From this point on, chapter eight’s contemplations are Mahāyāna in character. Verses VIII.85-89 describe the practice of solitude in remote places as the optimal condition for the development of the awakening mind. This kind of practice is also described in the Lotus Sūtra, for instance when the Buddha states in chapter three, “I have already left the burning house of the triple world. I am tranquil and peaceful In a bower in a forest.” (The Lotus Sutra: Kindle Locations 2258-2260) Or in chapter twenty-one when the Buddha describes the place where the Lotus Sūtra is practiced as the “place of enlightenment”:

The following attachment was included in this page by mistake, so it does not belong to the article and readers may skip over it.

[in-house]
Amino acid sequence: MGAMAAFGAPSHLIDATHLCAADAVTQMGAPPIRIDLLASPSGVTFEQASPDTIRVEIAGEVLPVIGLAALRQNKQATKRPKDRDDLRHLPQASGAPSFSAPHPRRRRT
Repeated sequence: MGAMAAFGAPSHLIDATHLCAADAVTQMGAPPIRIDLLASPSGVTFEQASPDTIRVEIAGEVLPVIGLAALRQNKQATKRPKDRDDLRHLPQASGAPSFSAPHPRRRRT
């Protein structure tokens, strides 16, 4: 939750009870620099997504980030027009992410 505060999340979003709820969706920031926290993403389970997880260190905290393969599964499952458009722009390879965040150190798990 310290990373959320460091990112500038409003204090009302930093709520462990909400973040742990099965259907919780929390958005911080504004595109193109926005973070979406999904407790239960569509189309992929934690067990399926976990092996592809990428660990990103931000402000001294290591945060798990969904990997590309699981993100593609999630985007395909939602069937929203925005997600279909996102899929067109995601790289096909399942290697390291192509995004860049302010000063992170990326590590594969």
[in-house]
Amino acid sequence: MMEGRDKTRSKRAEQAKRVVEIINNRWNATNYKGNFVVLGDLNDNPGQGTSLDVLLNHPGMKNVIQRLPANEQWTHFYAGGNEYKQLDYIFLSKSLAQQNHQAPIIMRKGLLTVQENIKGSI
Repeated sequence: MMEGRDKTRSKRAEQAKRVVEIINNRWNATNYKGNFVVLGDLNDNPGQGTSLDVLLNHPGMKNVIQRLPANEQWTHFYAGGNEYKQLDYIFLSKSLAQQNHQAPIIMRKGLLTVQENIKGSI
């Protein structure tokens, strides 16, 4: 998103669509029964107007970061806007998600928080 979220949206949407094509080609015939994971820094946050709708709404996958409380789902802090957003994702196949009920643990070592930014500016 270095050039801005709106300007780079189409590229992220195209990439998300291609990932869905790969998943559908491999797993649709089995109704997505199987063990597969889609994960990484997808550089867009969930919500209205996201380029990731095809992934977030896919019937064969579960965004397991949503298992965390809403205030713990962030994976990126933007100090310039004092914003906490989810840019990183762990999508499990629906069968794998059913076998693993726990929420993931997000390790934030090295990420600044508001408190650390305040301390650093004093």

In any world where anyone keeps, reads, recites, expounds or copies this sūtra, or acts according to its teachings, or in any place where a copy of this sūtra is put, be it in a garden, in a forest, under a tree, in a monastery, in the house of a person in white robes, in a hall, in a mountain, in a valley, or in the wilderness, there should a stūpa be erected and offerings be made to it because, know this, the place [where the stūpa is erected] is the place of enlightenment. (The Lotus Sutra: Kindle Locations 7134-7137)

Verses VIII.90-110 present the contemplation of the “equality of self and others.” Verse VIII.90 says, “At first one should meditate intently on the equality of oneself and others as follows: ‘All equally experience suffering and happiness. I should look after them as I do myself.’” In verses VIII.91-96, Śāntideva argues that sentient beings are divided but undivided like parts of the body, therefore the suffering or happiness of any is the suffering and happiness of all.